The recessed downlights are widely popular as can lights, and are now favored by many professionals. This light is often considered great for adding drama to certain areas. However, there are some downsides such as making the area overly dark and blinding glare. If you are planning to buy the recessed downlights, consider the following pros and cons that we have summarized various sources.
Why do many home designers prefer recessed downlights? This is because this type of light can add drama. Just like the spotlight on the stage, a strong beam of light that shines on the artwork or statue will draw attention. For a certain area in your house for example placing artwork on the fireplace and you add the recessed downlight, will be a great focal point. Besides, this can highlight the architectural features for example the stone face on the fireplace.
Pushed, or focused, light
If you are going to use the lamps or pendant light for the ambient source, it will not work. The can light works better at “pushing” usable light down to countertops. reading chairs and also tables. This is because the lights break up before reaching the destination. If you use the narrower light beam, the better it will shine on the particular spot. A spotlight provides a focused beam of light which created an excellent look and even sometimes makes the overall area look more luxurious and modern.
In terms of delivering lumens discreetly, nothing beats the can light. Now you see the size of the can light is getting smaller and smaller. For a standard 6-inch can, it gives 2-3-inch cans which result in a more streamlined and cleaner-looking ceiling.
What Are The Cons Of The Can Lights?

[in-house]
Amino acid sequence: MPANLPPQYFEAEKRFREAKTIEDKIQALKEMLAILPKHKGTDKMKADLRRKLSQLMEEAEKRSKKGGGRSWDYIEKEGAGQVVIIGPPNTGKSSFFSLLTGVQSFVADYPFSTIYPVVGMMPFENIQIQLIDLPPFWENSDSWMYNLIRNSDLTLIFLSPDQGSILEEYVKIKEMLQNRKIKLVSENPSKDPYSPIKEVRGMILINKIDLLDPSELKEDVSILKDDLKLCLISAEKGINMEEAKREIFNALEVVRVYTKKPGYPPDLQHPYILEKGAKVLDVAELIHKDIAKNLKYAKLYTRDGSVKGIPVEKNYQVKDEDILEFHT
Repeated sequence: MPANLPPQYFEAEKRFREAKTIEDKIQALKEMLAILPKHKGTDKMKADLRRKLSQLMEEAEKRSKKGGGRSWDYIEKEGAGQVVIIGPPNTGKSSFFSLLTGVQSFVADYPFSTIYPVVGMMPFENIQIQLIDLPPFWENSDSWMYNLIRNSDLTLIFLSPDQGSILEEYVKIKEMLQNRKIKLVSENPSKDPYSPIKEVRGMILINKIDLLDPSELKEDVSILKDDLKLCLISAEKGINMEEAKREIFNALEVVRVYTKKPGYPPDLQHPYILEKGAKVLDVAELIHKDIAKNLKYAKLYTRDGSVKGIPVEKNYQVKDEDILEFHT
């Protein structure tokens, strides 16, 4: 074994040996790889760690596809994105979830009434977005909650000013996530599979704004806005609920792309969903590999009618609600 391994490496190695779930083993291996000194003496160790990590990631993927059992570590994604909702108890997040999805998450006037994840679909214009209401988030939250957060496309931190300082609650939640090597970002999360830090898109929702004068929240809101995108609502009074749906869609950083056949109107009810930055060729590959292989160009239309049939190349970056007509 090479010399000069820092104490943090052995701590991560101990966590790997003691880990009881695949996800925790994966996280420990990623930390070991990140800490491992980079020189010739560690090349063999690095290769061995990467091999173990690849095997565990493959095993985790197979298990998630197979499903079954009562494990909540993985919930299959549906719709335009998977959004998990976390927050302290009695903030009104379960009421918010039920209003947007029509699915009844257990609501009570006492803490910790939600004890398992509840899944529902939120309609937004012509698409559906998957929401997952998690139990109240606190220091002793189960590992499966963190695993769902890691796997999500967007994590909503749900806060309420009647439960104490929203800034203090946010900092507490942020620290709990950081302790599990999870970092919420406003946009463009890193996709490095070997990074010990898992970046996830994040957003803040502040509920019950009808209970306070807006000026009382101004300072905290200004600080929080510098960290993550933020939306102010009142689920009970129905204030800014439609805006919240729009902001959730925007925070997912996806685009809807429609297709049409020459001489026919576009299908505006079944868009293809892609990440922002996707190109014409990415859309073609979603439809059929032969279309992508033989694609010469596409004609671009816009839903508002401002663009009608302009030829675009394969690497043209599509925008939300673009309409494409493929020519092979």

Even though the recessed downlights are popular and favored by many homeowners, this type of light is still not perfect. There are three common problems when you use this type of can energy exit, glare bombs, and the cave effect.
One of the downright of using the can downlight is the cave effect. This happens when the downlights make the walls look dark just like we see in the home theater. Unless you are planning to make a room like this, or want to focus on a certain spot, using the can downlight is not advised.
Even though they are marketed as the can downlight, many of them are not recessed at all. With less than a 1/4 inch of recess and a bright frosted lens, this can contribute to a glare bomb that causes eyestrain, fatigue, and headaches. It happens a lot if we install it in the open spaces where we spend our time more relaxing for a long period.
The recessed downlights often create a hole in the ceiling which could let heat out during winter and in during summer. To minimize the cost, many manufacturers use the air-sealed to limit heat loss.
That is all about the pros and cons of can downlights. Discuss this with your professional to avoid damage to your budget.